According to Robertson, Israeli leader Ariel Sharon, a man with a most violent past, was struck down by God as payment from pulling out of the Gaza Strip, lands which Israel took away for Egypt in the six-day war of 1967.
    It matters not that Robertson has apologised. Apology, to Robertson, is strategy designed to place him in the best of both worlds. Say what he really means then apologise. Robertson represents most faithfully the violence of the Old Testament in which ‘the children of Israel’ had most-favoured-nation status while the god of that era was striking down all who failed to recognise his god-ship.
    As the man who has already called for the assassination for the leaders of North Korea, Cuba and Venezuela, Robertson fits quite nicely in any slot in the Old Testament which places him on the side of the god of those narratives.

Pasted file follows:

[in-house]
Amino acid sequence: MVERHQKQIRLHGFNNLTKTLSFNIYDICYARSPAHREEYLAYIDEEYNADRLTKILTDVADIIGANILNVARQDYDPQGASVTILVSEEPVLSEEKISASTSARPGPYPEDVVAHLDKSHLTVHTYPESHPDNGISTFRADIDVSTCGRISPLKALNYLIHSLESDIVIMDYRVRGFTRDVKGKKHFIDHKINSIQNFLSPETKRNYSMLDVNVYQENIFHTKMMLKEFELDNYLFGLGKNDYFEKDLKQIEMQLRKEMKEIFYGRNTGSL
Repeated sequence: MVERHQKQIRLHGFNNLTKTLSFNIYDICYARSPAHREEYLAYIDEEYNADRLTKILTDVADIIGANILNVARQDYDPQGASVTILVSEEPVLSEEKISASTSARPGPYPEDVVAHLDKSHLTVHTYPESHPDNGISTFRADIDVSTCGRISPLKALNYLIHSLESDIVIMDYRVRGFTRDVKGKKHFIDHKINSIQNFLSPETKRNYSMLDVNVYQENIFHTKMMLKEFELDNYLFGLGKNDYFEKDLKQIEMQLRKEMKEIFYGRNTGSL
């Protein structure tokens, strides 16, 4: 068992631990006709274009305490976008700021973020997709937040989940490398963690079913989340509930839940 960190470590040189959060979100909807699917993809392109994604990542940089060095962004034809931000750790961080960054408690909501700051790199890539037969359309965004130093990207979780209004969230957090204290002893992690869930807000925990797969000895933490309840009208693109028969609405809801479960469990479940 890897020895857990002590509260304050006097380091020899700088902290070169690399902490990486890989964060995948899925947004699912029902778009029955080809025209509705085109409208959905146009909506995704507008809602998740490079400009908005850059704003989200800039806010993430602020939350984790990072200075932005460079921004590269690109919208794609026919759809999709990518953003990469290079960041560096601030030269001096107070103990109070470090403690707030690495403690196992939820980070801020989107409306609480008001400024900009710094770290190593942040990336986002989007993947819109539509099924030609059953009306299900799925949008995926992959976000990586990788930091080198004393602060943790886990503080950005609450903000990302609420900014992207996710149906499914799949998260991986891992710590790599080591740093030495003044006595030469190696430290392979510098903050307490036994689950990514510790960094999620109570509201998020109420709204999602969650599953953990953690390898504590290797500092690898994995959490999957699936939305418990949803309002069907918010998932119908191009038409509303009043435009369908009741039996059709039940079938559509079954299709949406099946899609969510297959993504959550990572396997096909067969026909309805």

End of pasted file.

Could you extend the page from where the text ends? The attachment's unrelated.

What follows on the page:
The modern state of Israel was founded (1948) on what some saw as a biblical promise. Its genesis in the aftermath of the Great War part two and the European Holocaust, in which six million Jews were systematically decimated by Hitler, was met with worldwide sympathy.
    From the moment of the declaration of statehood, Israel was attacked by the surrounding Arab states for various reasons, not the least of which was the displacement of Arab peoples and Israel’s claim to Jerusalem, a holy city to the Arabs – and the Zionists.
    Many wars have been fought between the Israelis and the Arab states and in all of them, Israel – with the help of the US, and its own healthy weapons manufacturing capability – has prevailed. All of US policy in the Middle East is focused on protecting the ‘children of the real God’, that is, Israel, and ensuring that America will always have a front row seat on the oil-producing lands of planet earth.
    Pat Robertson… has called damnation on Hugo chavez, Fidel Castro and Ariel Sharon
    Arab countries worship ‘the wrong God’ and have the gall to remind westerners of it five times per day, have dusky skins, speak a strange language (read non-English) and are thought by Christian fundamentalists, and purveyors of the Old Testament, to be at war with ‘the truth’. All this grist for the mill for persons like Pat Robertson.